Likelihood Function

Likelihood is the hypothetical probability that an event already occurred would yield certain outcome. The concept differs from probability in that a probability refers to the occurrence of future events, while a likelihood refers to past events with known outcomes.

In statistical inference, where a random sample has been realized with certain sample values, likelihood refers to the hypothetical probability that the random sample yields such observations, under some probabilistic model of the population.

A likelihood function is the probability (density) for the occurrence of a sample realization given that the probability density (with parameter) is known: $$L(\theta) = P \{\mathbf{X}=\mathbf{x}|X \sim f(x;\theta) \} = \prod_{i=1}^n f(x_i;\theta)$$

Maximum Likelihood

Maximum likelihood is the procedure of searching through the parameter space for a probabilistic model that maximizes the likelihood of current observations.

Maximum likelihood estimator (MLE) of a model parameter is the maximizer of the likelihood function: $$\hat{\boldsymbol{\theta}}(\mathbf{X}) = \arg \sup_{\boldsymbol{\theta}} L( \boldsymbol{\theta} | \mathbf{X} )$$

MLE is an optimization estimator: its objective function is the likelihood of current observations as a function of model parameters; the feasible domain is the parameter space. From another perspective, the feasible domain is a space of parametric probabilistic models, and the objective is to search through the space for a model that justifies your current observations most.

Difficulties of optimization:

  • finding and verifying the global maximum;
  • numerical sensitivity of the maximum;

Properties of MLEs

Invariance property

Induced likelihood function of a parameter dependent on the model parameter is the maximum likelihood of observations within a family of models indexed by the induced parameter. Symbolically, given induced parameter $\eta = g(\boldsymbol{\theta})$, the induced likelihood function of $\eta$ is: $$L^{*}(\eta|\mathbf{x}) = \sup_{ \boldsymbol{\theta}: g(\boldsymbol{\theta}) = \eta } L(\boldsymbol{\theta}|\mathbf{x})$$

The MLE of induced parameter is the induced parameter that maximizes the induced likelihood function: $$\hat{\eta}(\mathbf{X}) = \arg \sup_{\eta} L^{*}( \eta | \mathbf{X} )$$

Theorem: (Invariance property of MLEs) The MLE of any induced parameter equals to the induced value of the MLE of the model parameter. $$\widehat{g(\boldsymbol{\theta})} = g(\hat{\boldsymbol{\theta}}), \forall g$$



MLEs are consistent in most cases.

Theorem: The MLE of an induced parameter is consistent, pointwise in the parameter space, if the induced parameter is a continuous function of the parameter and the following assumptions hold:

  1. The parameter is identifiable.
  2. The parametric model has common support and is differentiable in parameter space.
  3. The true parameter is an interior point in parameter space.

Symbolically, if $g(\boldsymbol{\theta}) \in C^0(\boldsymbol{\Theta},\mathbb{R})$, and

  1. $\boldsymbol{\theta} \ne \boldsymbol{\theta}' \implies f(x|\boldsymbol{\theta}) \ne f(x|\boldsymbol{\theta}')$
  2. $\forall x \in \Omega, \nabla_{\boldsymbol{\theta}} f(x;\boldsymbol{\theta})$ exists.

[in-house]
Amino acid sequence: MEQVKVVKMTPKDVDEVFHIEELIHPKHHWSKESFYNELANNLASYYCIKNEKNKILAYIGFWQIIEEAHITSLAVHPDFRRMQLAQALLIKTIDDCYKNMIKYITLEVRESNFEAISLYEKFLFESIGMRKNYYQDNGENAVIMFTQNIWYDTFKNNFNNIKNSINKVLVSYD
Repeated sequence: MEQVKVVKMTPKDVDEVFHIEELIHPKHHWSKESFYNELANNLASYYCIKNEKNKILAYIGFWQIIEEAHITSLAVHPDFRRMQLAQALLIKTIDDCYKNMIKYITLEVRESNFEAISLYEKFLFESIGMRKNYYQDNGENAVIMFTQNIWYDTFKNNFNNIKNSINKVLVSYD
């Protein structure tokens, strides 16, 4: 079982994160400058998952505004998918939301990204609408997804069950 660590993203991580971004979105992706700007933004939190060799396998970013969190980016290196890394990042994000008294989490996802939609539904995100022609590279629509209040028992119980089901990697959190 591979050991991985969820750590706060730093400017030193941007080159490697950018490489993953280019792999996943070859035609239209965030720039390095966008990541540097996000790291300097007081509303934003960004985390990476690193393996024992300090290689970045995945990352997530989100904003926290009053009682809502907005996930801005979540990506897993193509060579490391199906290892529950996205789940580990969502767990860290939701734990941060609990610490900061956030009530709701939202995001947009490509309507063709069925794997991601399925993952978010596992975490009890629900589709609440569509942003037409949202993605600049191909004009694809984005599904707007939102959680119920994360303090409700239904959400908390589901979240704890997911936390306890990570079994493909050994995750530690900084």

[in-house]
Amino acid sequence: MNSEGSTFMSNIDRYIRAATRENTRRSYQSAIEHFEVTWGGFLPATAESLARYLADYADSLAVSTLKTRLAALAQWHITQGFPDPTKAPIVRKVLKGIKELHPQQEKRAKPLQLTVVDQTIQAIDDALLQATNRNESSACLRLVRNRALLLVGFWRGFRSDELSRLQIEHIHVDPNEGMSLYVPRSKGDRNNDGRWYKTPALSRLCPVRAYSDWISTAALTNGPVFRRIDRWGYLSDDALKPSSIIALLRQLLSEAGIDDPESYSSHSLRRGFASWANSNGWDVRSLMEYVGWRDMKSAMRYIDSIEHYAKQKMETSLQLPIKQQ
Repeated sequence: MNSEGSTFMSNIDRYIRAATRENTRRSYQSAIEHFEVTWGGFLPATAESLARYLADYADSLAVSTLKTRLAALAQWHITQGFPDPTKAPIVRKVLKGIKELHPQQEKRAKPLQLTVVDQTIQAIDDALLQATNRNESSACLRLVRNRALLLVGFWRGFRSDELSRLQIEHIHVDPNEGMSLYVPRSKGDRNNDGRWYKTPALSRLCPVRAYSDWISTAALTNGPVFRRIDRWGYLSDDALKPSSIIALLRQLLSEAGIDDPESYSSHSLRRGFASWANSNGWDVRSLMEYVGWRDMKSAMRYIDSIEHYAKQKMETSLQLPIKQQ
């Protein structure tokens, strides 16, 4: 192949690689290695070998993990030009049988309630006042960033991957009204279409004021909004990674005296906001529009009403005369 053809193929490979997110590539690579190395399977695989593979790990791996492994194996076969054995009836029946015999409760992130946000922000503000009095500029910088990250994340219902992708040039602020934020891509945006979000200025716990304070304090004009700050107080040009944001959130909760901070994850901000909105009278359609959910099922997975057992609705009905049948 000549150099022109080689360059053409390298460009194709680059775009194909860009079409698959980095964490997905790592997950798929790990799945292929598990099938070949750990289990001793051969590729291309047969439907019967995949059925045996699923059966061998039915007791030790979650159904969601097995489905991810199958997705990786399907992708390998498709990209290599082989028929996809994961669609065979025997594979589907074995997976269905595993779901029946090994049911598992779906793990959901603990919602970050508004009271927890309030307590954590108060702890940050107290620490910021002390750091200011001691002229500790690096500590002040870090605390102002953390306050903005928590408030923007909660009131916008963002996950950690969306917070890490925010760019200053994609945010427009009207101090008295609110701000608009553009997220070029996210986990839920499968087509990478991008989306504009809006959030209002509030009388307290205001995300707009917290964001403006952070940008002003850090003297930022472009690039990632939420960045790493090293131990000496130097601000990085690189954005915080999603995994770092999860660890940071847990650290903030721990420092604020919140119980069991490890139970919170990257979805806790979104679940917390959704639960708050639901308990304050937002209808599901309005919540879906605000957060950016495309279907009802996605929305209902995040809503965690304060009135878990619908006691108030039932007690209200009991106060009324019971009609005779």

3. $\exists \varepsilon > 0: B_{\varepsilon}(\boldsymbol{\theta}_0) \subseteq \boldsymbol{\Theta}$

Then, $$g(\hat{\boldsymbol{\theta}}) \overset{p}{\to} g(\boldsymbol{\theta}), \forall \boldsymbol{\theta} \in \boldsymbol{\Theta}$$

Asymptotic efficiency

MLEs are asymptotic efficient in most cases.

Theorem: The MLE of an induced parameter is asymptotic efficient, pointwise in the parameter space, if in addition to all the conditions for consistency the following assumptions hold:

  1. $\forall x \in \Omega, f(x|\boldsymbol{\theta}) \in C^3 ( \boldsymbol{\Theta}, \mathbb{R} )$, and $\int f(x|\boldsymbol{\theta}) \mathrm{d} x$ is three times differentiable under the integral sign.
  2. $\forall \boldsymbol{\theta}_0 \in \boldsymbol{\Theta}, \exists c>0, M(x): \lVert \nabla^3 \log f(x|\boldsymbol{\theta}) \rVert \leq M(x), \forall x \in \Omega, \boldsymbol{\theta} \in B_c(\boldsymbol{\theta}_0)$ and $PM(x)<\infty$

Dependence on sufficient statistics

MLEs are always functions of sufficient statistics.

Techniques for finding/verifying MLEs

  1. differentiation
  2. direct maximization (unique attainable global upper bound)
  3. log likelihood (MLE also solves the score function, i.e. gradient of log likelihood function.)
  4. successive maximizations
  5. the EM algorithm

Using second derivative condition to check for maximum likelihood requires negative definiteness of the Hessian matrix, which is formidable.

It is always important to analysis the likelihood function as much as possible, to find the number and nature of its local maxima, before using numerical maximization.

The EM algorithm

This is an algorithm suited to find MLE with missing data problems, by constructing a sequence that is guaranteed to converge to the MLE.

List of MLEs

Parametric model MLE
$N(\theta,b^2)$ $\hat{\theta} = \bar{X}$
$N(a,\sigma^2)$ $\widehat{\sigma^2} = \frac{1}{n} \sum_{i=1}^n (X_i-a)^2$
$N(\theta,\sigma^2)$ $\left( \hat{\theta},\widehat{\sigma^2} \right) = \left( \bar{X},\frac{1}{n} \sum_{i=1}^n (X_i- \bar{X})^2 \right)$
$Bernoulli(p) $ $\hat{p}=\bar{X}$
$U(0,\theta)$ $\hat{\theta} = X_{(n)}$

🏷 Category=Statistics